03 July 2012



Massimo snorted into the glass of Armagnac and set it gently onto the table. “No, no.” He looked over at Simon. “I think you misunderstand.”

“Oh, no I understand.” Simon nodded at the burly Italian man seated before him. His voice, now an octave higher, sounded surreal as it began to waiver. “You need to get rid of your wife and you want me to take her out.”

“Yes,” Massimo smiled, nodding vigorously. “Exactly.”

“Yeah, well,” Simon cleared his throat and pushed his chair away from the table, “I can't help you.” He stood up, strode quickly to the door of the restaurant, glanced over his shoulder and disappeared.

“Americans!” Massimo shook his head at Antonio who had been standing silently beside the table. “They see Italians and think murder.”

Antonio laughed.

“Why?” Massimo searched the heavens with his manicured hands, a diamond ring sparkling on his left pinky finger. “Why is this so difficult?”

“It would have been easier in the old country?”

The older man nodded.

“This is a delicate matter.” Antonio adjusted his cuff links. “Maybe we are wrong to seek help from the regular channels. Now that we are in America,” Antonio poured himself a drink, “We need a new strategy.”

Massimo sipped from his glass. “I still don't understand why you don't do it.”

“You know I cannot. Your wife,” Antonio searched for the words with his hands. “We are too close, she is like a sister to me and we cannot risk anything being traced to you.” The younger man shook his head and sat down in the empty seat. “No, it must come from a stranger.”

“But what stranger?”

Anontio nodded. “Perhaps there is another way.”


“This job, it is an assignment, like any other, no?”

“Si,” Massimo nodded.

“Then we must treat it as we would a respectable position.” Antonio waved his hands. “We advertise, look at resumes, photographs, have interviews, check backgrounds and then, only then, we select someone younger, stronger, more handsome, more educated, more charming and more suitable for the position. She is your wife. It must be someone of your choosing.”

“Antonio?” Massimo stared into his glass for a moment, then beamed at the younger man, “I think I like this plan B.”

“Plan B,” Antonio held up his glass. “Salute!”

Glancing over his shoulder uneasily, Simon shuffled away from the restaurant. He turned at the end of the block into an alley where an empty vehicle sat unattended. Simon shuddered and glanced over his shoulder again.

From a shaded doorway, with his arms folded across his broad chest, a man studied Simon's puny profile. “Good lunch?”

“Damian.” Simon turned toward the voice, his mouth slightly agape.

The man stared at Simon as he spoke, enunciating every word. “You know Simon, I haven't eaten yet.”

Damian, easily a foot taller than Simon, looked down the alley at a stray cat as it jumped out of a dumpster and scampered over a wall.

Simon began to stammer. “I-I didn't.”

“You could have invited me, you know.” Turning to face Simon, Damian placed his hands into his pockets and shrugged, a police badge shining at his hip. “Just to show your appreciation.”

“I-I didn't eat.”

“Really?” Damian chuckled. “I thought that's what people did in fancy restaurants.”

Simon shook his head.

“No? Huh,” Damian scratched his head. “Must have it wrong then.” His eyes glistened as he squinted at Simon. “Well what, did, you do?”


“Simon?” Looking down at the ground, Damian kicked an empty soda can. “I don't believe you. Don't get me wrong.” He took his hands out of his pockets and waved them absently. “I really want to, but I don't.”

“I didn't do n-nothing.”

Sighing, Damian shook his head from side to side. “You know I really hate it when you miss your appointments, Simon.”

“W-what appointments?”

Damian smiled and folded his arms across his chest. “The ones your PO will say you missed when I take you in, unless,” the officer smiled, “unless you tell me what you did.” He jerked his head to the left. “In there.”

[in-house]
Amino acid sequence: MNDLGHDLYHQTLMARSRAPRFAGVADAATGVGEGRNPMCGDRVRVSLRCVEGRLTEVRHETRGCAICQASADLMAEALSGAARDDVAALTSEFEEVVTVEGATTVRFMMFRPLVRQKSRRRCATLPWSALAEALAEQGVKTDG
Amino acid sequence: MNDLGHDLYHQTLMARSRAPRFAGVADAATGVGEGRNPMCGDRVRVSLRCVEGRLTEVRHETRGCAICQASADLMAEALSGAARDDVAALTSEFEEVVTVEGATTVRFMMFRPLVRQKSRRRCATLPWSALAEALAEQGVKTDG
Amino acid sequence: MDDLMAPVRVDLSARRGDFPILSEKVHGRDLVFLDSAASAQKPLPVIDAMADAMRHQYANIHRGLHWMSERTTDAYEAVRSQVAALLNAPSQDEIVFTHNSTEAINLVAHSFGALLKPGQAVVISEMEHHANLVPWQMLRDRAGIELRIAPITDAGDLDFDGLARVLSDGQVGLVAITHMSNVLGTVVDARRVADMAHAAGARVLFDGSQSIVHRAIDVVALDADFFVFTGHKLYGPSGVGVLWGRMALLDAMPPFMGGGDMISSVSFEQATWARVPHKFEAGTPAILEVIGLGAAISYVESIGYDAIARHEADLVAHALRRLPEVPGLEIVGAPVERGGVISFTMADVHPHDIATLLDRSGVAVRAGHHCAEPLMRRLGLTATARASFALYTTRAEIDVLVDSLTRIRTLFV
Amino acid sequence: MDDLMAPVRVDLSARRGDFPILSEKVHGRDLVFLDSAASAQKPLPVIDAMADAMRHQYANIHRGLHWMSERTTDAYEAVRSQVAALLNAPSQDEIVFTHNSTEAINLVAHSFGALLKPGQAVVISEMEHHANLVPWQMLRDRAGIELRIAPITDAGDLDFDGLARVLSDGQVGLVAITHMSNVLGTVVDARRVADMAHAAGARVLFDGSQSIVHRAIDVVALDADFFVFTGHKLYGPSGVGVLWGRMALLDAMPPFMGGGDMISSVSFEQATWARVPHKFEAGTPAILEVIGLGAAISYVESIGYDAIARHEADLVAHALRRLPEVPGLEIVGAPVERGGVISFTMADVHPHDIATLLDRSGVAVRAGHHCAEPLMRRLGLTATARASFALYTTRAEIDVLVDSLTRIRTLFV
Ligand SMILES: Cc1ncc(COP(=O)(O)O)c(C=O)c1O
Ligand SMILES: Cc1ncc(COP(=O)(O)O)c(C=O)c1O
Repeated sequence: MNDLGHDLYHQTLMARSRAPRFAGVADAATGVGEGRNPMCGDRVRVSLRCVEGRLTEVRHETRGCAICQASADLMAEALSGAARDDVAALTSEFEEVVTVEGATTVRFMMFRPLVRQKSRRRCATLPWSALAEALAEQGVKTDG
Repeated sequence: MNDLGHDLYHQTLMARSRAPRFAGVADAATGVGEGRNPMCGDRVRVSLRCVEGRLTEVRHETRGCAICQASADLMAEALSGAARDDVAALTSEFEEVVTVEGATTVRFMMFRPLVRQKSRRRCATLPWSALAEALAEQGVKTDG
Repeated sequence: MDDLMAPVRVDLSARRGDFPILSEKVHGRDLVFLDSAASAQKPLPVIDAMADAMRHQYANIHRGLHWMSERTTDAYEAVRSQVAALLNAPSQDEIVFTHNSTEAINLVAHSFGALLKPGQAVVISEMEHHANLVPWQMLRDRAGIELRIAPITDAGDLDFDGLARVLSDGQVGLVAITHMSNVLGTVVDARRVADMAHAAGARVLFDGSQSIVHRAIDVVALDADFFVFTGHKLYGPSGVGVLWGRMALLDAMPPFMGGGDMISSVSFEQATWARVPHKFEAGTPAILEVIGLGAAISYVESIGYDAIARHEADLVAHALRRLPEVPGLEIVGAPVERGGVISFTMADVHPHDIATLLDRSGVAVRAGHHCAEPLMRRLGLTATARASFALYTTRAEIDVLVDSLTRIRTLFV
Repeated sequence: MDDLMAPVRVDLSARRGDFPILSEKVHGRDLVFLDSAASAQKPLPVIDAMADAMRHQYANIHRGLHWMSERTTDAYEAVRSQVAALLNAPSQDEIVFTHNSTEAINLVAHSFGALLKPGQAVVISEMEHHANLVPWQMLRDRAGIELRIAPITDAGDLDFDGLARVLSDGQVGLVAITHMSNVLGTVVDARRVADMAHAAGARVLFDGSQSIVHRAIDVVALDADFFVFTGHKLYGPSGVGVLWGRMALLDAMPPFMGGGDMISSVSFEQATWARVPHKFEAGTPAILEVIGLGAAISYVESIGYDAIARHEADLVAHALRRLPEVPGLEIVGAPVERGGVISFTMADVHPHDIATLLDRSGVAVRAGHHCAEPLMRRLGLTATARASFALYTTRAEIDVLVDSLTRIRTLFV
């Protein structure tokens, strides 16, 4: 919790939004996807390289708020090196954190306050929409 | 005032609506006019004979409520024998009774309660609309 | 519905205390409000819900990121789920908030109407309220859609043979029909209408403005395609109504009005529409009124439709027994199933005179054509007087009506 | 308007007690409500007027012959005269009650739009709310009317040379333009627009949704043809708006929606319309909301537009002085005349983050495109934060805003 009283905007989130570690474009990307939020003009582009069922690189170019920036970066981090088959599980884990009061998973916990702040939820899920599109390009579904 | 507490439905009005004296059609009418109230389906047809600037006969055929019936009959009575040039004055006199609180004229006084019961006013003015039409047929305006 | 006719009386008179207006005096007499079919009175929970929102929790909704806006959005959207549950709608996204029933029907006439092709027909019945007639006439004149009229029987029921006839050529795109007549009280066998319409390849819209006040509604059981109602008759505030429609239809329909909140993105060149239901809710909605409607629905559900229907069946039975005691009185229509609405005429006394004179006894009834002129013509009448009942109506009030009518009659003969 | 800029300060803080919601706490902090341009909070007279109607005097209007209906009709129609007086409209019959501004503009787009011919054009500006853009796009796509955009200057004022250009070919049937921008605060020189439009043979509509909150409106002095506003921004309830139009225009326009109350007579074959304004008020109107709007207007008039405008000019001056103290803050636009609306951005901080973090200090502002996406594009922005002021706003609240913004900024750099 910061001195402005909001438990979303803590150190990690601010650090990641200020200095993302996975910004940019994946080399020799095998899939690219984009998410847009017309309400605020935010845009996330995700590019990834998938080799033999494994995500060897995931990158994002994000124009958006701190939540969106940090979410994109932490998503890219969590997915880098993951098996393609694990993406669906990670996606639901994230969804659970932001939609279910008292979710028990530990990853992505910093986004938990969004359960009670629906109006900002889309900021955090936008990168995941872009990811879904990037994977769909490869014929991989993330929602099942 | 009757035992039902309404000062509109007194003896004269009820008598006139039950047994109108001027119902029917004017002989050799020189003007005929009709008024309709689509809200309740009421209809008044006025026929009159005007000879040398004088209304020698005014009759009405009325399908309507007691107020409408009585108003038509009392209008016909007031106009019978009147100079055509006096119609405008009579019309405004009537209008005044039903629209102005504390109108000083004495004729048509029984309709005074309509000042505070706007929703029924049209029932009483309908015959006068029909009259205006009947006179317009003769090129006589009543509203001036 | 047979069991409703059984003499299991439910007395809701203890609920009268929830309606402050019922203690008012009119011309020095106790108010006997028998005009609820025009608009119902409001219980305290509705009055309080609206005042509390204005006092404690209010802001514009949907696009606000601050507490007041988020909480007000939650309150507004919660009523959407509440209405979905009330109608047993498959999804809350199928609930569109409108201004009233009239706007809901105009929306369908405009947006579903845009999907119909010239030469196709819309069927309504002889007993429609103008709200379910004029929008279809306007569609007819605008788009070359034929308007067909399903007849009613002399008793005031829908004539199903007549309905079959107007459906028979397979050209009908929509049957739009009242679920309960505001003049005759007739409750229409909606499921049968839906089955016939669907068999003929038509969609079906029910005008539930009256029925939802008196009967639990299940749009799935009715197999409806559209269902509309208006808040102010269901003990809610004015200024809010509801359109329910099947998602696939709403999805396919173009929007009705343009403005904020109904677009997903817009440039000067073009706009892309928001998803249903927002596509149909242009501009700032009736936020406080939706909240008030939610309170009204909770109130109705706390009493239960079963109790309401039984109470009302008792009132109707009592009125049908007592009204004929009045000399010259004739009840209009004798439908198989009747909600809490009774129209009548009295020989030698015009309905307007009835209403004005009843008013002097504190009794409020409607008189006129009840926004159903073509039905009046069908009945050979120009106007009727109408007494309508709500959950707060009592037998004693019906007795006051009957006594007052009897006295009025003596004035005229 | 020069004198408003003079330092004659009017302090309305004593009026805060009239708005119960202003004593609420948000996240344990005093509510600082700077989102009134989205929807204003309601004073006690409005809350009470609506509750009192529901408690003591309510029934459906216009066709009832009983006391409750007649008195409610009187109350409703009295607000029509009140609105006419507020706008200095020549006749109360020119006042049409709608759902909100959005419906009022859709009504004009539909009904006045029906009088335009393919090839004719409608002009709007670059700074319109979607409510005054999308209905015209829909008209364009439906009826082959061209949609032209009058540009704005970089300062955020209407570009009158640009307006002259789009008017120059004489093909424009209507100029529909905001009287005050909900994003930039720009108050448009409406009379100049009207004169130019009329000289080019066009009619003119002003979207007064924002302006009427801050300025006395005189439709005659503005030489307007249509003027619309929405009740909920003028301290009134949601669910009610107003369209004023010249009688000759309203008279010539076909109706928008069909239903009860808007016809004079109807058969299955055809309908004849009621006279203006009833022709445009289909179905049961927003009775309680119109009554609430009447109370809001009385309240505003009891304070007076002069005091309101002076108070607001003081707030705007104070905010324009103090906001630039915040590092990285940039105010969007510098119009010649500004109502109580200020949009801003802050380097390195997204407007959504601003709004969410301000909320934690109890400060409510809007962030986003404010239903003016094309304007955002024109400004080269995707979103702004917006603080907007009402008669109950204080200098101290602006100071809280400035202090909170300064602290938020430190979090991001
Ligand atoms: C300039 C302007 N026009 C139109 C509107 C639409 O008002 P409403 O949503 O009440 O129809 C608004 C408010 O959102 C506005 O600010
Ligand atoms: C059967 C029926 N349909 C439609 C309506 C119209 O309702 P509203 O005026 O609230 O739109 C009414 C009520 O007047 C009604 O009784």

Simon looked back down the alley.

“You can tell me.” Removing a pair of handcuffs from his jacket, Damian dangled them before Simon's nose, “Or you can wear these.”

Rooted to the spot, Simon swayed as a tremor began to take hold of his legs.

“Why don't we discuss this,” Damian pointed to the empty vehicle. “In my office?”

“And I told him,” Simon sat in the passenger seat neurotically wiping his sweaty palms against his jeans, “that I couldn't help him.”

Damian sat motionless in the driver's seat as Simon studied his profile.

“Look, that's the truth. I-I swear.”

Damian didn't flinch.

“That's the truth, Damian, I-I swear to God. You have to believe me. I-I.”

“Shh,” Damian waved an arm in Simon's direction and resumed his contemplation. After several minutes, Damian nodded at the windshield. “It's okay,” he placed a key into the ignition and the engine began to purr. 
Damian smiled, “I believe you Simon, and to prove it, I'm gonna take you home.” He reached into his jacket pocket and pulled out a white handkerchief. “But first,” a click reverberated throughout the vehicle as the doors locked shut. “First, we have to take a quick side trip.”

Damian reached into the passenger seat.

Simon struggled helplessly against the white handkerchief held over his face.

Carefully, Damian removed his jacket, shoes and socks and rolled his pant legs up to his knees. Putting on a pair of gloves, he slid his arms under Simon's armpits, and dragged the unconscious young man through the woods and toward a lake.

At the water's edge, Damian stopped beside a long abandoned decaying rowboat with two oars. Positioning the body so that the legs would enter the water first, Damian rolled Simon onto his stomach.

Grabbing an oar, Damian inserted it as far as he could into the back of Simon's shirt, through his belt and down into the seat of his jeans.

“See Simon?” Damian stood panting over the body. “I told you I'd take you home.”

Mustering all of his energy, Damian took hold of the oar and pushed Simon down into the lake.

© Ehmee Smith, 2012. Unauthorized use and/or duplication of this material without express and written permission from the site’s author and/or owner is strictly prohibited. Excerpts and links may be used, provided that full and clear credit is given to Ehmee Smith, with appropriate and specific direction to the original content.

04 April 2012


Alone, Father Marc Pierson pulled a dark green Oldsmobile to a stop into the only available spot in a vast parking lot.

Reluctant to leave the safe cocoon of the Oldsmobile, he sat behind the wheel examining the dials on the dashboard as he figured the mileage. He was almost a hundred miles away from the boundary of the diocese, in a vehicle that had been donated for use in the manifestation of God's work. Somehow he wasn't certain that he was about to do that.

Somewhere, a car door slammed forcing him away from this thoughts.